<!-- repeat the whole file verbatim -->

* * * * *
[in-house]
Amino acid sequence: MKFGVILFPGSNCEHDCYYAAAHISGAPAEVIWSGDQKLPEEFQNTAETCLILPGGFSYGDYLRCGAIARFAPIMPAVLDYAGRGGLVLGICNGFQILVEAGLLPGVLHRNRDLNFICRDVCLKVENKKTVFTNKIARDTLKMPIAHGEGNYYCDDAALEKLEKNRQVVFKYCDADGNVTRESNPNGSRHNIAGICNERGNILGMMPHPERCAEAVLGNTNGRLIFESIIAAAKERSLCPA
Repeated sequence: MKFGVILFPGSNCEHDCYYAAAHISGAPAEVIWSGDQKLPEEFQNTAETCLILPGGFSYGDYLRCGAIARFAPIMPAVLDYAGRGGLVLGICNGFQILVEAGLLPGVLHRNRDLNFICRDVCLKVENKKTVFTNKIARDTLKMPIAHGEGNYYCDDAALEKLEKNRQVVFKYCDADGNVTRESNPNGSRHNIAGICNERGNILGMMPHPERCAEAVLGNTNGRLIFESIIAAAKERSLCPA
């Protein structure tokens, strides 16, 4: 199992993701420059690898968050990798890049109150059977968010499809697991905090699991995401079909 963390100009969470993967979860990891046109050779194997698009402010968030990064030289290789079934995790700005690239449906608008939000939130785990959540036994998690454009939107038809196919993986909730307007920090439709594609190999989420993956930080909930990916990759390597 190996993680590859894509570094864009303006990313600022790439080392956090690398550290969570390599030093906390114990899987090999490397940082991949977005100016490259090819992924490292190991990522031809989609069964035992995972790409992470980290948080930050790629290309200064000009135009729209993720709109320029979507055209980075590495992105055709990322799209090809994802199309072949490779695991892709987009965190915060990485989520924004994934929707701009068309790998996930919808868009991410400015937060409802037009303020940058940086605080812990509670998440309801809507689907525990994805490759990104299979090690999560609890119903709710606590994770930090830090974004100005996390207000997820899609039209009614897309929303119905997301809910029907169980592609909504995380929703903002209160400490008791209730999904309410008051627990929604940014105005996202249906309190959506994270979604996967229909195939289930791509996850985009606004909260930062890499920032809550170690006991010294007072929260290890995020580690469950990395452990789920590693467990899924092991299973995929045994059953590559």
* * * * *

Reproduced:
[in-house]
Amino acid sequence: MKFGVILFPGSNCEHDCYYAAAHISGAPAEVIWSGDQKLPEEFQNTAETCLILPGGFSYGDYLRCGAIARFAPIMPAVLDYAGRGGLVLGICNGFQILVEAGLLPGVLHRNRDLNFICRDVCLKVENKKTVFTNKIARDTLKMPIAHGEGNYYCDDAALEKLEKNRQVVFKYCDADGNVTRESNPNGSRHNIAGICNERGNILGMMPHPERCAEAVLGNTNGRLIFESIIAAAKERSLCPA
Repeated sequence: MKFGVILFPGSNCEHDCYYAAAHISGAPAEVIWSGDQKLPEEFQNTAETCLILPGGFSYGDYLRCGAIARFAPIMPAVLDYAGRGGLVLGICNGFQILVEAGLLPGVLHRNRDLNFICRDVCLKVENKKTVFTNKIARDTLKMPIAHGEGNYYCDDAALEKLEKNRQVVFKYCDADGNVTRESNPNGSRHNIAGICNERGNILGMMPHPERCAEAVLGNTNGRLIFESIIAAAKERSLCPA
């Protein structure tokens, strides 16, 4: 199992993701420059690898968050990798890049109150059977968010499809697991905090699991995401079909 963390100009969470993967979860990891046109050779194997698009402010968030990064030289290789079934995790700005690239449906608008939000939130785990959540036994998690454009939107038809196919993986909730307007920090439709594609190999989420993956930080909930990916990759390597 190996993680590859894509570094864009303006990313600022790439080392956090690398550290969570390599030093906390114990899987090999490397940082991949977005100016490259090819992924490292190991990522031809989609069964035992995972790409992470980290948080930050790629290309200064000009135009729209993720709109320029979507055209980075590495992105055709990322799209090809994802199309072949490779695991892709987009965190915060990485989520924004994934929707701009068309790998996930919808868009991410400015937060409802037009303020940058940086605080812990509670998440309801809507689907525990994805490759990104299979090690999560609890119903709710606590994770930090830090974004100005996390207000997820899609039209009614897309929303119905997301809910029907169980592609909504995380929703903002209160400490008791209730999904309410008051627990929604940014105005996202249906309190959506994270979604996967229909195939289930791509996850985009606004909260930062890499920032809550170690006991010294007072929260290890995020580690469950990395452990789920590693467990899924092991299973995929045994059953590559």